Fall Lawn Tune-up! - | WBTV Charlotte

Fall Lawn Tune-up!

Fall is the perfect time to think about improving your lawn.  The cooler weather makes you feel more like working in your yard and encourages your new grass to vigorously spread its roots!  There are a couple of simple things you can do now to make great strides in improving your lawn for next spring – aerating and over-seeding.

What is aerating?
You "aerate" your lawn to reduce the compaction of your soil – something that is especially important in our Carolina clay soils.  When your soil is too hard or compacted, it makes it difficult for the roots to grow deep into the soil.  Aerating involves running a machine (an aerator!) over your lawn to extract small plugs of ground and leave holes in your soil.  These holes allow water, air and nutrients to reach deeper into the soil, encouraging your grass roots to grow deeper as well.  

      
                   Walk behind core aerator.     

 

The removed soil plug is about the diameter of your finger.

Who should aerate?
Perform this simple test to see if you should aerate your yard:
1. using a flat shovel, cut out a section of your lawn about a foot square and 6" deep
2. pull up this section and look at the side view of the lawn
3. see how deep the roots of your grass are growing:
-  if the root zone is only 1" – 2" deep, the yard will benefit from aerating
-  if the root zone is already 3" – 4" deep, you don't need to aerate as often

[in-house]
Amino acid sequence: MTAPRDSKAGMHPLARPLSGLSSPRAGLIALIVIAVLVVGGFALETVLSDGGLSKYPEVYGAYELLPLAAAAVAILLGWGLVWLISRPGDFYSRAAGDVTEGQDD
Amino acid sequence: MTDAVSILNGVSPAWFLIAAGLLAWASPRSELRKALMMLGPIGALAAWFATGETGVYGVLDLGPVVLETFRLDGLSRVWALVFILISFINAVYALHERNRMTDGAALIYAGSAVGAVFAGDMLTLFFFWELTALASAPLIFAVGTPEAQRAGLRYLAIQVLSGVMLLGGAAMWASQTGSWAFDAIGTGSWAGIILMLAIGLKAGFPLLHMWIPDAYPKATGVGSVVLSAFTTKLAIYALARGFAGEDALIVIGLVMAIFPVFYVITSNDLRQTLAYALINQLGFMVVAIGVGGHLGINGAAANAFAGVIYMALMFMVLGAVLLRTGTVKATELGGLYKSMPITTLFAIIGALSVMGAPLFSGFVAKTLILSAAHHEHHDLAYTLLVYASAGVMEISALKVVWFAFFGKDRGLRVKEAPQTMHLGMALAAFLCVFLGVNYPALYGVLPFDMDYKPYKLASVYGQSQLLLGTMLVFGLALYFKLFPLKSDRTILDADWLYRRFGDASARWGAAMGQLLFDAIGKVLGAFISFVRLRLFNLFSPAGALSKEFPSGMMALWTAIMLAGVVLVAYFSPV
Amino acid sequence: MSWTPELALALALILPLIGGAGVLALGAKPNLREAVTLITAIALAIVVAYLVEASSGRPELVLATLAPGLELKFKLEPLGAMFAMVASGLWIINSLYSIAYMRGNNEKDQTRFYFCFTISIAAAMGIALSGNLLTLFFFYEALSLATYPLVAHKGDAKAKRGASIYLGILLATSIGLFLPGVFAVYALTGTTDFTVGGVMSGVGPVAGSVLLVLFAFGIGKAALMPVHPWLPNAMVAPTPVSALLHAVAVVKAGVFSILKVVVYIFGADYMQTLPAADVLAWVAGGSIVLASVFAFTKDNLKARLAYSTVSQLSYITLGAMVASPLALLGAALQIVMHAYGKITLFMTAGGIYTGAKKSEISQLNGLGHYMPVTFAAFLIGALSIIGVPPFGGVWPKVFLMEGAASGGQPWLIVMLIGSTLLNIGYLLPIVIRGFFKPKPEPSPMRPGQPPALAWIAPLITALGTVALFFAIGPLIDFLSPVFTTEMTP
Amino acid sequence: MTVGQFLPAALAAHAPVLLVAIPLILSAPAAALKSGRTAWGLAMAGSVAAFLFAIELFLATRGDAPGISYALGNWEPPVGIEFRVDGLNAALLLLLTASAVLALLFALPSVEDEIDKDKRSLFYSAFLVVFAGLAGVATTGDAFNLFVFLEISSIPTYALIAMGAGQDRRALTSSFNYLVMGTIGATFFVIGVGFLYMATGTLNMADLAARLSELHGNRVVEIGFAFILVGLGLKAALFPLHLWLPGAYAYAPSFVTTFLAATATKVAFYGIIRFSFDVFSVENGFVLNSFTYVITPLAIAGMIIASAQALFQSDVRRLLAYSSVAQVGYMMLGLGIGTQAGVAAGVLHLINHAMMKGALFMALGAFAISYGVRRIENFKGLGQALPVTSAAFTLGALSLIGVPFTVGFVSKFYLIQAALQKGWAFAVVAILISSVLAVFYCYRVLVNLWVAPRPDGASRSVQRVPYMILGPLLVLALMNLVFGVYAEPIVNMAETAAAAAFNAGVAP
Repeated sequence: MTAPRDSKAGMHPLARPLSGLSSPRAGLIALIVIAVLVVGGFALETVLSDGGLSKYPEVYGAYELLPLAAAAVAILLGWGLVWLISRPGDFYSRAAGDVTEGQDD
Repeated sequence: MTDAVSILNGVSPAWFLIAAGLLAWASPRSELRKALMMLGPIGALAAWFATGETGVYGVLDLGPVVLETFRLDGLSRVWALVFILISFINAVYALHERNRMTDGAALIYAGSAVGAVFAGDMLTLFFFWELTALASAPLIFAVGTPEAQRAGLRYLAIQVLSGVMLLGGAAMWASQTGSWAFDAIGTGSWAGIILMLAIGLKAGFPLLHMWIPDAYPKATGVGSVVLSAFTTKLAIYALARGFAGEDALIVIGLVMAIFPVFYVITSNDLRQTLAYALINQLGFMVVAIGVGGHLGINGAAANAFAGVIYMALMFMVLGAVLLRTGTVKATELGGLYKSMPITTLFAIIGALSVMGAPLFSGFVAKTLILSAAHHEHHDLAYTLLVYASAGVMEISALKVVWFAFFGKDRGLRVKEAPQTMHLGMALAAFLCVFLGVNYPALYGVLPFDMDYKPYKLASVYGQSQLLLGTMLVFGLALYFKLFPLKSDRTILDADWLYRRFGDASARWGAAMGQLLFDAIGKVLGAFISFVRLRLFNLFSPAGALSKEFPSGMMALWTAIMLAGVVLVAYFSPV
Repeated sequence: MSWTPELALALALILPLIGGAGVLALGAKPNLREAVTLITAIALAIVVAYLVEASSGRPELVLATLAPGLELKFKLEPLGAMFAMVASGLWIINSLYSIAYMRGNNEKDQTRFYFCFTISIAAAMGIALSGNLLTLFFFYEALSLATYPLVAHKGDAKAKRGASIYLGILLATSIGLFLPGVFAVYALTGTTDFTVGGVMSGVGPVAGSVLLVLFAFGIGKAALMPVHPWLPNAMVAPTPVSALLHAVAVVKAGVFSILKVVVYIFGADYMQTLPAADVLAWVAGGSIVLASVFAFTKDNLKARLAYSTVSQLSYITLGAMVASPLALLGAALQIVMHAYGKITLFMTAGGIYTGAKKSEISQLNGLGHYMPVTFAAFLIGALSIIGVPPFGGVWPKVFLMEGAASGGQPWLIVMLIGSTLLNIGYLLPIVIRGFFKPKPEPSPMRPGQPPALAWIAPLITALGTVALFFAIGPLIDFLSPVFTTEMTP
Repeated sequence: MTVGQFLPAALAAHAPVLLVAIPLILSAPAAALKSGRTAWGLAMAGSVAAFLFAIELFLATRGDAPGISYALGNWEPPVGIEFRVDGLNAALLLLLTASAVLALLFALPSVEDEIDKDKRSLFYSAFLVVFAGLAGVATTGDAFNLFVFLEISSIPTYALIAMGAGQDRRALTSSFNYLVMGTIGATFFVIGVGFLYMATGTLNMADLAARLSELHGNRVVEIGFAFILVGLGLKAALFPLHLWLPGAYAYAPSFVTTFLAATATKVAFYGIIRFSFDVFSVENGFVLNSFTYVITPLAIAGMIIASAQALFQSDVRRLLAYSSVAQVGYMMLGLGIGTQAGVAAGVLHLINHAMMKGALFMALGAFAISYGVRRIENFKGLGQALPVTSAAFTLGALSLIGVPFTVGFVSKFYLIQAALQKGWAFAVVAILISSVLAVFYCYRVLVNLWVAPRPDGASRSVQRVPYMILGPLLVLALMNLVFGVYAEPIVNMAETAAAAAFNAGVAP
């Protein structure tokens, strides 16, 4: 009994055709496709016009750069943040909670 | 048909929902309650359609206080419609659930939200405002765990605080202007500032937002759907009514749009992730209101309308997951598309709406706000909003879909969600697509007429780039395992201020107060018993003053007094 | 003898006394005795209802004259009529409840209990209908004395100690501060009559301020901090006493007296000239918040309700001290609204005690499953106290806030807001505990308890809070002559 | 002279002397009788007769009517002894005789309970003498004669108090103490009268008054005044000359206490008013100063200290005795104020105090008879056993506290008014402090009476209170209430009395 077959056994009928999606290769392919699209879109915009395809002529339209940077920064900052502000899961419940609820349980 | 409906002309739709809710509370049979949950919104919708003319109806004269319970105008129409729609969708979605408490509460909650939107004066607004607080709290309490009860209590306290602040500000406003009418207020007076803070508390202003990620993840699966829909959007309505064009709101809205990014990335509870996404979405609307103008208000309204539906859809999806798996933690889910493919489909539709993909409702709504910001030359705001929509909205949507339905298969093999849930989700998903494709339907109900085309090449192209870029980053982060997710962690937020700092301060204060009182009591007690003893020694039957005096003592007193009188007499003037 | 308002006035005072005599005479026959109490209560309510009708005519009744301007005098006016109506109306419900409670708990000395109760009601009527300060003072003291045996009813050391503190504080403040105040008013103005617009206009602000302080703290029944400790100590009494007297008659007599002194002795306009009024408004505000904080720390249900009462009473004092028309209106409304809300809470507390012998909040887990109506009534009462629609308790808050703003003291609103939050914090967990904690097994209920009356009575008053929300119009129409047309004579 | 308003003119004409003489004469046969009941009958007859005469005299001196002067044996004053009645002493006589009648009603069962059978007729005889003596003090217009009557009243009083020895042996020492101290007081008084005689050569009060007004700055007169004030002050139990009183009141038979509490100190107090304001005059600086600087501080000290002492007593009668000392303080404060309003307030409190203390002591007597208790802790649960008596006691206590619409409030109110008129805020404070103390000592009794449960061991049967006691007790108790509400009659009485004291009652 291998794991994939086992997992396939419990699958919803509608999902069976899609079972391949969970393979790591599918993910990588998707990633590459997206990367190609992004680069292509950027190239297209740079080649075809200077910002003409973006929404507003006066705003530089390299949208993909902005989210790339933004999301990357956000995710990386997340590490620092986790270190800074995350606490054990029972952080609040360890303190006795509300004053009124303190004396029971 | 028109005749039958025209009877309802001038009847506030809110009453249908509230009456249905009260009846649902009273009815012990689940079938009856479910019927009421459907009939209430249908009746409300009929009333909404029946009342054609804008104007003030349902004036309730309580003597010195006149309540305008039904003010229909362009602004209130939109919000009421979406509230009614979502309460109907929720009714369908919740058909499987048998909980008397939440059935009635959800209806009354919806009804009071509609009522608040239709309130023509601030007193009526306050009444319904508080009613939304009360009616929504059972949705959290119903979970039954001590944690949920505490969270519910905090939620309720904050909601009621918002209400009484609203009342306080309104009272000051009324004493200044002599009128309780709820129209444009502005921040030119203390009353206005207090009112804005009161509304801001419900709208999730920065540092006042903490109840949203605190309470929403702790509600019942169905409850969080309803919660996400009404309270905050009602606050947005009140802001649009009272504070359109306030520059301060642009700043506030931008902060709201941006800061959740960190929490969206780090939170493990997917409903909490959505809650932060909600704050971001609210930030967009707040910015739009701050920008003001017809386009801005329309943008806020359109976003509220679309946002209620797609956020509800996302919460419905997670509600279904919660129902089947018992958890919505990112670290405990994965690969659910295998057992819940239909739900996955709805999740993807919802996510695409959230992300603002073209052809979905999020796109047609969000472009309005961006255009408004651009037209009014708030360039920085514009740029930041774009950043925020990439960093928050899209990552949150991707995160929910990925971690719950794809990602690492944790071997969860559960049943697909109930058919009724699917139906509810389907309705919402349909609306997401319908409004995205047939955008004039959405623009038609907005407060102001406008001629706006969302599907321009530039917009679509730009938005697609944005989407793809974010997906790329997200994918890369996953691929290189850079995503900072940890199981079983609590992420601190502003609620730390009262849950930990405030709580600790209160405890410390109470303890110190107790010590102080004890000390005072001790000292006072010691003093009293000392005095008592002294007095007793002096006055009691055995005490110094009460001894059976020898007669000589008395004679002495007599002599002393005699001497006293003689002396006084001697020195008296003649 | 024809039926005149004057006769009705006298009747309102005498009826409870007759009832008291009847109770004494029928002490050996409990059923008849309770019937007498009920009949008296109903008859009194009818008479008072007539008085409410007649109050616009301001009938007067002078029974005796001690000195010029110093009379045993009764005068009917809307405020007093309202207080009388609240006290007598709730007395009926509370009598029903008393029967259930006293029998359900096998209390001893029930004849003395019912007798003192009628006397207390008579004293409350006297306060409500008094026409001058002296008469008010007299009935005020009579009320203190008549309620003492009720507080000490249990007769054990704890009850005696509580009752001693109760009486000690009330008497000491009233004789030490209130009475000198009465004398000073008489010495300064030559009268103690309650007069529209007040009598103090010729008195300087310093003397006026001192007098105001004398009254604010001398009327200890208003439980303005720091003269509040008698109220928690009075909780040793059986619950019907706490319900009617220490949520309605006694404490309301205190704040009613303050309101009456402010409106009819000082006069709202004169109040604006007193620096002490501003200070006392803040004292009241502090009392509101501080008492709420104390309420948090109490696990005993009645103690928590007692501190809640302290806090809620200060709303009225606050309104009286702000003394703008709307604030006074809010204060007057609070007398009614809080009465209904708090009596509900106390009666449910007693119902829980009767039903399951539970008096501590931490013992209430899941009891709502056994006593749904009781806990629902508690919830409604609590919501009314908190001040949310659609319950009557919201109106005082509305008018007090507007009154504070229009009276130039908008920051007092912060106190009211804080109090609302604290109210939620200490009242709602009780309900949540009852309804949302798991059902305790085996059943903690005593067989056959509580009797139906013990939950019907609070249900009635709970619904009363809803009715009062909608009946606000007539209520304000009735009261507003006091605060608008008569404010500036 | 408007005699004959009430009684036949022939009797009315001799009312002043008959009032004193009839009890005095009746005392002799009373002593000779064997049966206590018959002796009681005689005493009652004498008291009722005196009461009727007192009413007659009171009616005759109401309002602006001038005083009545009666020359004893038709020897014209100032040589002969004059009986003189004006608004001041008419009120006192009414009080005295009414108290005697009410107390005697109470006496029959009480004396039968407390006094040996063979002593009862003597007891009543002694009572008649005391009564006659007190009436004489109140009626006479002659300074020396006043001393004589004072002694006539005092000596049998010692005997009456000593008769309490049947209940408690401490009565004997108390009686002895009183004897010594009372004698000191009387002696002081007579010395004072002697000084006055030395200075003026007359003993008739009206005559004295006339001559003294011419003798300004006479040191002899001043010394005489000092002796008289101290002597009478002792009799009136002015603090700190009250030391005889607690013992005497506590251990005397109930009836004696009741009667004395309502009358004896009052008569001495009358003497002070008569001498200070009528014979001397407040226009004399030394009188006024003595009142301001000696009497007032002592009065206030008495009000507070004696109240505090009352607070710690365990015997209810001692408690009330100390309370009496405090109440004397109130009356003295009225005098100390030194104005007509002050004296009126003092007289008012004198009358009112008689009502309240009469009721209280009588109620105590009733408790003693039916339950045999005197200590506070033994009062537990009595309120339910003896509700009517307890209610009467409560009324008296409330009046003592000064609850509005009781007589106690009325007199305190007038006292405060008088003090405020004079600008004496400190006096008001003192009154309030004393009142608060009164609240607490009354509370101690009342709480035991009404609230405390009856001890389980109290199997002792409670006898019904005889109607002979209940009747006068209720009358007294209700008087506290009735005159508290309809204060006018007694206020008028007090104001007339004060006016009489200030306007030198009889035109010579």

Generally speaking, clay soil needs to be aerated more frequently than other types of soil because it is so prone to compacting.

Caution!  You should never aerate within the first year of establishing a new lawn.

When should I aerate?
You should aerate according to the type of grass you have in your yard.  For cool season grasses like fescues, you should aerate in the fall.  Late August through September are the ideal months, but you can do it through November if the weather cooperates by staying warm enough.  (Note:  If you are going to over-seed, don't wait until too late in the season because you want to give your new grass time to establish before cold weather snaps.  Also, keep in mind that you want your grass established before the leaves start to fall; otherwise when you use your blower to blow away leaves, you can also blow away grass seed!) 

If you have warm season grasses, like Bermuda grass, you should aerate during June and July when these grasses experience their most rapid growth.

How do I aerate?
1. Rent a "core aerator".  Make sure you request a core aerator – this type will actually pull plugs of soil out of the soil.  In clay soils, avoid using the other type of aerator, a "spike aerator"; spike aerators punch holes in the ground, but do not remove the soil plugs and in effect, they compact the clay around the hole even more than before.

 
                                               Core Aerator

   
 Spike aerators – these are often the type of aerators rented to pull behind lawn tractors.

2. Have the utility companies mark your property for buried lines and determine where your invisible fence wire and sprinkler heads are located.  Core aerators only penetrate the ground a few inches, but many people have aerated and then discovered their cable televisions or invisible fences no longer work because their wires were closer to the surface than they expected and ended up damaged.